(This article is reprinted with the permission of Main Justice and its “Just Anti-Corruption” subscriber service. It as part of a collaborative effort that facilitates the exchange of important content for the benefit of the members and subscribers of Main Justice and ACFCS.)
The FBI squad dedicated to pursuing Foreign Corrupt Practices Act violations at the Bureau’s Washington Field Office has not evaporated.
“It’s alive and well in northern Virginia,” Timothy A. Gallagher, special agent in charge of the field office’s criminal division, told Just Anti-Corruption today.
The FCPA Blog reported today that the squad (which it referred to as a “unit”), had been disbanded and that the case agents formerly assigned to it were now “working from an array of FBI regional field offices across the country.”
FBI officials said this was not the case.
“It still exists. The squad has not been disbanded,” said Gallagher, who declined to discuss the specific number of agents assigned to it, previously reported to be around a dozen. “I can say that the resource level has not changed.”
The FCPA Blog apparently misunderstood the role of the Bureau’s International Corruption Unit, which the blog incorrectly said had assumed responsibility for FCPA investigations.
“They’re not working the cases. They’re overseeing the program,” Christopher Allen, a spokesman at FBI headquarters, said of the International Corruption Unit.
The International Corruption Unit, part of FBI headquarters, does not conduct investigations. Instead, it has since 2008 assisted FCPA field investigators with administrative, legal and policy queries, and overseen their probes. (See Just Anti-Corruption’s previous report from 2010.)
The Washington Field Office, meanwhile, has conducted, and continues to conduct, FCPA investigations, Gallagher said. The WFO is the local FBI office responsible for Washington, D.C., and northern Virginia. Its proximity to FBI and Justice Department headquarters made it a natural place to house a specialized FCPA unit when one was created in 2007.
“We have an extraordinary working relationship with these folks, you know. They’re right down the street,” Gallagher said.
The Washington Field Office’s FCPA squad in recent years has begun to develop its own cases, whereas in the past they had largely been generated by companies’ voluntary disclosures.
“Being an FBI agent doesn’t involve sitting at your desk waiting for the phone to ring,” he said. “They’re traveling around the world, they’re making contacts, they’re educating their colleagues in other countries.”
He added that the field office prizes “the ability of an agent to get out there, work his sources and bring cases through the door.”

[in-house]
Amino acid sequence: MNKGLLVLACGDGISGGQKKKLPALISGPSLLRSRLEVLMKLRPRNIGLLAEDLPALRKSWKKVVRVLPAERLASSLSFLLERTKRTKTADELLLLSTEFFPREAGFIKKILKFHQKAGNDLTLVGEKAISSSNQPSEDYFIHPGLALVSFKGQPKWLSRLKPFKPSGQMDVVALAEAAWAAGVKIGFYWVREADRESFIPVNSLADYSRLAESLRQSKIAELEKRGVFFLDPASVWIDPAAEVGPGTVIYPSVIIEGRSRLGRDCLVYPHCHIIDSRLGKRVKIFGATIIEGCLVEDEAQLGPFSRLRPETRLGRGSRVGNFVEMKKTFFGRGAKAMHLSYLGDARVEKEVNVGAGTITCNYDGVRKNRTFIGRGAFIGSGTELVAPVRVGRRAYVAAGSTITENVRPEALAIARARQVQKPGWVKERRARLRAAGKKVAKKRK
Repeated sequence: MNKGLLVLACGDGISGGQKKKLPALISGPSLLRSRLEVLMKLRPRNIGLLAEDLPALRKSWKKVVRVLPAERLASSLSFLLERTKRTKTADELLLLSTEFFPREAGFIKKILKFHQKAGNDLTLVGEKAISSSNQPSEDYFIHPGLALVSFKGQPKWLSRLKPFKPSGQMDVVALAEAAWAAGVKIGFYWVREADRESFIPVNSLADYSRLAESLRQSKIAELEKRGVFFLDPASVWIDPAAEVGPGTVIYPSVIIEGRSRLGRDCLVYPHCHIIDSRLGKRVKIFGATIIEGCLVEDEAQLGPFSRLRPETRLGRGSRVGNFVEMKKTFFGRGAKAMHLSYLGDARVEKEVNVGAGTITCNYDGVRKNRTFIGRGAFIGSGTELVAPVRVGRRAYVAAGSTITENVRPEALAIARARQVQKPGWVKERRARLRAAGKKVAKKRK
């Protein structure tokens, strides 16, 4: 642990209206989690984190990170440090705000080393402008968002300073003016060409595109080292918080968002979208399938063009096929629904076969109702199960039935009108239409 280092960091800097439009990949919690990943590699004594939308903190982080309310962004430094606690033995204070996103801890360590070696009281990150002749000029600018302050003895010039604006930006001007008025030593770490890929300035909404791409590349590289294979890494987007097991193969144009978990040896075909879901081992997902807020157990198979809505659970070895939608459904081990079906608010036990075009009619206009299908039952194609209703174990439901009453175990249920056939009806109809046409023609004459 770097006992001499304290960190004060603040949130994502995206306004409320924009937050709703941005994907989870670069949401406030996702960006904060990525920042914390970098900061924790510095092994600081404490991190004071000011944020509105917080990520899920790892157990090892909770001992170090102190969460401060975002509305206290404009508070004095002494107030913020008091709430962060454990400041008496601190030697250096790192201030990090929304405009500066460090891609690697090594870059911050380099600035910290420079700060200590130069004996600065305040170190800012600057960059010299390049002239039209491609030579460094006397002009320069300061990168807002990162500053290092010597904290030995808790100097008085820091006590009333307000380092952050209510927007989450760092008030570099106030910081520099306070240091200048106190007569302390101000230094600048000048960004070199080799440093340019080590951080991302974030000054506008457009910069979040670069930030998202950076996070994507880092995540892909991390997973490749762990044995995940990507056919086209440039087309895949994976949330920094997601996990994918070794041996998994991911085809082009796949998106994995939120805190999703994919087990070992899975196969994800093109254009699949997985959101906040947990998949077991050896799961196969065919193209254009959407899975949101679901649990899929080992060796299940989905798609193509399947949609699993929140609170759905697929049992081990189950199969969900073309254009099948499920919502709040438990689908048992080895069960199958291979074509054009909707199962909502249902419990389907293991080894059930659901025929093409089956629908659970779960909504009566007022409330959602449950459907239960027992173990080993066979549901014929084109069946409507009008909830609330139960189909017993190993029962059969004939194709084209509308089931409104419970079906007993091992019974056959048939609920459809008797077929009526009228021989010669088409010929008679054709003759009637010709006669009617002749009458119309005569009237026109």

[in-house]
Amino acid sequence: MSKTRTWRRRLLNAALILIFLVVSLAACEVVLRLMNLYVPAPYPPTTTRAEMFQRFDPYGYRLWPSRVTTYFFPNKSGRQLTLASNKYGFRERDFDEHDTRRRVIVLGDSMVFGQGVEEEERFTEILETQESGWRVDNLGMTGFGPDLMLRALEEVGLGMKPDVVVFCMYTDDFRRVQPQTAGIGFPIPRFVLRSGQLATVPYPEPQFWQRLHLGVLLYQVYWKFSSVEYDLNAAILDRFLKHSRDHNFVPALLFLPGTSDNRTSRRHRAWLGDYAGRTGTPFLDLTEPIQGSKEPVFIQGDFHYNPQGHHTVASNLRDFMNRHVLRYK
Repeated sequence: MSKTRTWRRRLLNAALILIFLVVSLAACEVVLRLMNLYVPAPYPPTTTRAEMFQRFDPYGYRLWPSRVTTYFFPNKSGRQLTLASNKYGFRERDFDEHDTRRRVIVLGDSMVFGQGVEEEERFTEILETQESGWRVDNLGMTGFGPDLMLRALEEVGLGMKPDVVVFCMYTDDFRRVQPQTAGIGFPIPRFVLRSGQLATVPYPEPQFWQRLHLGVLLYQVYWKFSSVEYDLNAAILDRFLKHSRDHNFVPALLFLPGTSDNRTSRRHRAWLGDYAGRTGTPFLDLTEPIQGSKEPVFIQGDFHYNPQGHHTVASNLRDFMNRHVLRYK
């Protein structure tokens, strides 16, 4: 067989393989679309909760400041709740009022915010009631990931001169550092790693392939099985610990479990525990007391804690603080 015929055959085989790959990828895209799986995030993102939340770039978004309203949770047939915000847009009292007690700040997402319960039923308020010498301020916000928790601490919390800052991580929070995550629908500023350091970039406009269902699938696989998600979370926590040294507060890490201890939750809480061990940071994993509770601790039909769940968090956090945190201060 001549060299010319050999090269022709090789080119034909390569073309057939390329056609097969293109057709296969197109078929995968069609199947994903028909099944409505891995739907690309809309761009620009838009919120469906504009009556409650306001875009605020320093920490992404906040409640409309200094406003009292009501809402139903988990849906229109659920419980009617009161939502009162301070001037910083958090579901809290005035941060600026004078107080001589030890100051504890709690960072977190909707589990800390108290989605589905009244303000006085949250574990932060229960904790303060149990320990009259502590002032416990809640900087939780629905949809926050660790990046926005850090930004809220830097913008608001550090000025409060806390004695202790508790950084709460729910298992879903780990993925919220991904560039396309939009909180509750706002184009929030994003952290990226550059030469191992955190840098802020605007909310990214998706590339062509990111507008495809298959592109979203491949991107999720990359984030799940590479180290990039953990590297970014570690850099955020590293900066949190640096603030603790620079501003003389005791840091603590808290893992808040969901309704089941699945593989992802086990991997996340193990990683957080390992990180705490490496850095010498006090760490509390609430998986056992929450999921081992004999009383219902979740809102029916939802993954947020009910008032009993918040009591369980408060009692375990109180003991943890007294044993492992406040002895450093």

Gallagher’s predecessor in the Washington Field Office, Ronald T. Hosko, currently assistant director of the Bureau’s Criminal Division, declared earlier this year that the FBI would not shrink from using undercover techniques in pursuing FCPA cases despite the highly publicized collapse of the so-called Africa Sting cases.
Courtroom revelations about the Bureau’s handling of an undercover operation against military product brokers – including an informant – proved damaging to the prosecution.
But Hosko in April said of those techniques: “We’ll do it again — see you out there.”
Gallagher also said the FCPA squad could draw on the assistance of eight separate squads of intelligence analysts and two squads of financial analysts.
“Whatever their caseload needs, that’s what they’ll get,” he said. “We have two squads of forensic accountants under my division. These are subject matter experts that work for a supervisory financial analyst. They’re the CPA SWAT team.”
Other field offices can and do investigate FCPA matters, said Gallagher, without mentioning any specific case.
The highly publicized investigation of BSG Resources Ltd., the privately held company owned by the Israeli diamond magnate Beny Steinmetz which is suspected of bribery in Guinea, is being handled out of New York, for example.
“If another field office gets a referral from Main Justice and works it, that’s fine,” said Gallagher, referring to the Robert F. Kennedy Department of Justice Building, not the news organization.
The squad in the Washington Field Office received thanks in the recently announced settlements with Biomet Inc., Smith & Nephew Inc. and the charges announced against former executives at French engineering company Alstom SA.
According to Gallagher, the FCPA squad may pursue suspected violations other than those that fall under the FCPA.
“There are some offenses in corporate fraud which the same agents who’ve developed skill sets working FCPA would be pursuing,” he said, citing intellectual property matters as one example.
“The main focus of the squad is the FCPA.”